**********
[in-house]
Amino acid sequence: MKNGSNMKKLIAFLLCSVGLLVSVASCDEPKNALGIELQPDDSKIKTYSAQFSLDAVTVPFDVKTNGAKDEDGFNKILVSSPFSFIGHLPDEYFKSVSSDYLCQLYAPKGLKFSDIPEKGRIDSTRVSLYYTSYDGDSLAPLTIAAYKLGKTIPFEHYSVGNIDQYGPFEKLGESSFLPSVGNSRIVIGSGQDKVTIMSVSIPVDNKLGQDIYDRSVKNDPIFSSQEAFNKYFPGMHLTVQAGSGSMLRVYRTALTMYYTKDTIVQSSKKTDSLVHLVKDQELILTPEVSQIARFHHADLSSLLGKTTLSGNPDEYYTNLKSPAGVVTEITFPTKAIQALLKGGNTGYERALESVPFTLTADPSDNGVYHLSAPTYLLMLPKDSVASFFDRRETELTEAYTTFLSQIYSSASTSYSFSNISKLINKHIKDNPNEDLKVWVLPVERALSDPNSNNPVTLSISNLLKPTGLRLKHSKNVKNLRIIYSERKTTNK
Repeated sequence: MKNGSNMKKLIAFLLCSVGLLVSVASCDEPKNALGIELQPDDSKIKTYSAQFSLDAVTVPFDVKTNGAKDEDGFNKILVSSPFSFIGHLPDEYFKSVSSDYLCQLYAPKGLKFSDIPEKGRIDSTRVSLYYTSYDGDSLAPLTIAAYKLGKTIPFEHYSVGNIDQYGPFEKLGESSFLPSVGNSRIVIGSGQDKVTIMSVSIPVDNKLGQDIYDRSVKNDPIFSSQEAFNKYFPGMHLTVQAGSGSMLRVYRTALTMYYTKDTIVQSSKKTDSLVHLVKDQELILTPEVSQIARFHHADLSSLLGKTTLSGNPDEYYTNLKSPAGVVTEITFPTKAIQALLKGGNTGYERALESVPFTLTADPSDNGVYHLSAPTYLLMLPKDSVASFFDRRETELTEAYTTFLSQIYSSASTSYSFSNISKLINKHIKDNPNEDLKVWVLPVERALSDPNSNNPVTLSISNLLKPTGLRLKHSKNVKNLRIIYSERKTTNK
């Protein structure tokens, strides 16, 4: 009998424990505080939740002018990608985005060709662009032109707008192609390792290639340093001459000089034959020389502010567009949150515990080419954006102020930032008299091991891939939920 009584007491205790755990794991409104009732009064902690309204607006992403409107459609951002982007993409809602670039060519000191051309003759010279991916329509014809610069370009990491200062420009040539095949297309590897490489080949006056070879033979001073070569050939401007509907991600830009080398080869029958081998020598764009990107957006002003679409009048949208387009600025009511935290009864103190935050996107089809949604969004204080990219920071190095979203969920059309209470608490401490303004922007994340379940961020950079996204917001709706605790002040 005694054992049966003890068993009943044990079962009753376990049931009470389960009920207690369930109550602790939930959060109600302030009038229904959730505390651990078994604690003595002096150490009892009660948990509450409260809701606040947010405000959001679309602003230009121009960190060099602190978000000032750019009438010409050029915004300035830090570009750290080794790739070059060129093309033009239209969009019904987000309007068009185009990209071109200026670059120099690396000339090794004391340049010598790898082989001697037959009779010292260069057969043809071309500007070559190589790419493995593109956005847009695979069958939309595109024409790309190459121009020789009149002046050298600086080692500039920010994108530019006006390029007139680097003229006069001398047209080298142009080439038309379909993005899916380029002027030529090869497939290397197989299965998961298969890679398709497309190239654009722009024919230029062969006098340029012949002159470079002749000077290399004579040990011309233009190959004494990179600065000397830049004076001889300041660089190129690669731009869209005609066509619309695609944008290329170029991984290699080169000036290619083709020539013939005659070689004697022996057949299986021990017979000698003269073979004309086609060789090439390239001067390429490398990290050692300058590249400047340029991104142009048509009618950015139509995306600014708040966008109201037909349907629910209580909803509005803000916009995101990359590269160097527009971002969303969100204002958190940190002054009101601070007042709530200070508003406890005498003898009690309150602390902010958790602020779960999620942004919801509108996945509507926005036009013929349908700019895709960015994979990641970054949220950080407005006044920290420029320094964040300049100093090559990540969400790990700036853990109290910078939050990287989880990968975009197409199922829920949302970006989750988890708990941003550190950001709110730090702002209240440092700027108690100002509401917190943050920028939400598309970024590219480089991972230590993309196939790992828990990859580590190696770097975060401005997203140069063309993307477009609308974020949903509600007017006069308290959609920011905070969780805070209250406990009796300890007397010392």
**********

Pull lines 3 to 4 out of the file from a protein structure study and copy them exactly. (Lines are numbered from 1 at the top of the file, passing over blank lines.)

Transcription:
Repeated sequence: MKNGSNMKKLIAFLLCSVGLLVSVASCDEPKNALGIELQPDDSKIKTYSAQFSLDAVTVPFDVKTNGAKDEDGFNKILVSSPFSFIGHLPDEYFKSVSSDYLCQLYAPKGLKFSDIPEKGRIDSTRVSLYYTSYDGDSLAPLTIAAYKLGKTIPFEHYSVGNIDQYGPFEKLGESSFLPSVGNSRIVIGSGQDKVTIMSVSIPVDNKLGQDIYDRSVKNDPIFSSQEAFNKYFPGMHLTVQAGSGSMLRVYRTALTMYYTKDTIVQSSKKTDSLVHLVKDQELILTPEVSQIARFHHADLSSLLGKTTLSGNPDEYYTNLKSPAGVVTEITFPTKAIQALLKGGNTGYERALESVPFTLTADPSDNGVYHLSAPTYLLMLPKDSVASFFDRRETELTEAYTTFLSQIYSSASTSYSFSNISKLINKHIKDNPNEDLKVWVLPVERALSDPNSNNPVTLSISNLLKPTGLRLKHSKNVKNLRIIYSERKTTNK
């Protein structure tokens, strides 16, 4: 009998424990505080939740002018990608985005060709662009032109707008192609390792290639340093001459000089034959020389502010567009949150515990080419954006102020930032008299091991891939939920 009584007491205790755990794991409104009732009064902690309204607006992403409107459609951002982007993409809602670039060519000191051309003759010279991916329509014809610069370009990491200062420009040539095949297309590897490489080949006056070879033979001073070569050939401007509907991600830009080398080869029958081998020598764009990107957006002003679409009048949208387009600025009511935290009864103190935050996107089809949604969004204080990219920071190095979203969920059309209470608490401490303004922007994340379940961020950079996204917001709706605790002040 005694054992049966003890068993009943044990079962009753376990049931009470389960009920207690369930109550602790939930959060109600302030009038229904959730505390651990078994604690003595002096150490009892009660948990509450409260809701606040947010405000959001679309602003230009121009960190060099602190978000000032750019009438010409050029915004300035830090570009750290080794790739070059060129093309033009239209969009019904987000309007068009185009990209071109200026670059120099690396000339090794004391340049010598790898082989001697037959009779010292260069057969043809071309500007070559190589790419493995593109956005847009695979069958939309595109024409790309190459121009020789009149002046050298600086080692500039920010994108530019006006390029007139680097003229006069001398047209080298142009080439038309379909993005899916380029002027030529090869497939290397197989299965998961298969890679398709497309190239654009722009024919230029062969006098340029012949002159470079002749000077290399004579040990011309233009190959004494990179600065000397830049004076001889300041660089190129690669731009869209005609066509619309695609944008290329170029991984290699080169000036290619083709020539013939005659070689004697022996057949299986021990017979000698003269073979004309086609060789090439390239001067390429490398990290050692300058590249400047340029991104142009048509009618950015139509995306600014708040966008109201037909349907629910209580909803509005803000916009995101990359590269160097527009971002969303969100204002958190940190002054009101601070007042709530200070508003406890005498003898009690309150602390902010958790602020779960999620942004919801509108996945509507926005036009013929349908700019895709960015994979990641970054949220950080407005006044920290420029320094964040300049100093090559990540969400790990700036853990109290910078939050990287989880990968975009197409199922829920949302970006989750988890708990941003550190950001709110730090702002209240440092700027108690100002509401917190943050920028939400598309970024590219480089991972230590993309196939790992828990990859580590190696770097975060401005997203140069063309993307477009609308974020949903509600007017006069308290959609920011905070969780805070209250406990009796300890007397010392």